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At the Mountains of Madness, by H. P. Lovecraft Book Review | SFReader.com
At the Mountains of Madness, by H. P. Lovecraft Genre: Horror Publisher: Ballantine Published: 1931 Review Posted: 11/29/2004 Reviewer Rating:
Reader Rating: 8 out of 10
At the Mountains of Madness, by H. P. Lovecraft
Book Review by Jeff Edwards
Have you read this book?
Geologists dig up more than they bargained for in H.P. Lovecraft's classic short novel, At the Mountains of Madness. When the Miskatonic University Expedition sails from Boston to the polar regions to secure "deep-level specimens of rock and soil," the team discovers puzzling fossils and several well-preserved hideous creatures ("Six-foot, five-ridged barrel torso...Seven-foot membranous wings...[F]ive-pointed starfish-shaped apparent head"). Further exploration reveals an ancient city built millions of years "before any known race of man could have existed" and sculptures that "told of the coming of those star-headed things to the nascent, lifeless earth out of cosmic space."
Lovecraft slowly builds a feeling of dread and foreboding within the story. After the dogs display a "frantic uneasiness near the biological specimens," and a scientist notes that the "ceaseless Antarctic sun had begun to limber up their tissues a trifle, so that the head points and tubes of two or three showed signs of unfolding," the reader knows what to expect. Lovecraft does not disappoint. The camp is later discovered in ruins, "men and dogs alike...torn and mangled in fiendish and altogether inexplicable ways."
Elsewhere, Lovecraft sets a somber mood with descriptions of weather and landscape, much as Edgar Allan Poe used to do in his tales - the author even cites Poe's "Narrative of A. Gordon Pym" several times within the story. Lovecraft's narrator mentions the paintings of Nicholas Roerich, a Russian artist who traveled through Tibet in the 1920s, painting the Himalayan Mountains; he also refers to the "Necronomicon" - a forbidden book supposedly written by Abdul Al-Hazred in 730 AD (although the "Necronomicon" was Lovecraft's invention, a hoax perpetuated by the writer's contemporaries in their own strange fiction).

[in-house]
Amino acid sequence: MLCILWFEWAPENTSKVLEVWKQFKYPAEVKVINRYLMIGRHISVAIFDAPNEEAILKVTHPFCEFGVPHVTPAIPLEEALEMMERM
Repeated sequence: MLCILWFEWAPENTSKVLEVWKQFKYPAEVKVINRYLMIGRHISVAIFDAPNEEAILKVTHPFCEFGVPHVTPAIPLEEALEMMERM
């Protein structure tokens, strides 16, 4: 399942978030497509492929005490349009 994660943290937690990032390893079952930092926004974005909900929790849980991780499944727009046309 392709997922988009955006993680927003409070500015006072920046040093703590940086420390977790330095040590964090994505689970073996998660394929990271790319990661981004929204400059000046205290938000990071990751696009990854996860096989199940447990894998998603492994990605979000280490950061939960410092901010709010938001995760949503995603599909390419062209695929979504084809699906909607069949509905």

Written in 1931, At the Mountains of Madness was initially rejected by Weird Tales. Lovecraft himself admitted that it "has a certain kind of cumulative horror, but is altogether too slow for the cheap artificial markets." Modern readers may lose patience with Lovecraft's writing style and his lengthy descriptions of mountains, buildings, and sculptures - but for true fans of horror and science-fiction, this short novel ought to be required reading. John Carpenter's "The Thing," The X-Files' episode "Ice," and even the 2004 movie "Alien vs. Predator" clearly show that Lovecraft's work continues to inspire writers and filmmakers today.
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Comment on At the Mountains of Madness, by H. P. Lovecraft
Comments on At the Mountains of Madness, by H. P. Lovecraft
Posted by Jeff Edwards on 1/9/2006
I agree: It is amazing how much Lovecraft has influenced modern fiction. And still, Lovecraft doesn't always get the credit that he deserves!
Posted by mark loughton on 12/17/2005
H.P.LOVECRAFT is the most influential horror writer of the early twentieth century.
although he has never had the kudos of EDGAR ALLAN POE or MARY SHELLEY his work is vastly superior to any of the latters work.
AT THE MOUNTAINS OF MADNESS is without a doubt a major influence on W.E.CAMPBELL whose story "WHO GOES THERE"? was the basis of the horror movie
THE THING FROM ANOTHER WORLD, which was later revamped in the far superior remake JOHN CARPENTERS THE THING. H.P.LOVECRAFT influenced everyone from STEPHEN KING to CLIVE BARKER. long may he influence newcomers to the genre R.I.P mr lovecraft, you have gone but you certainly have not been forgotten.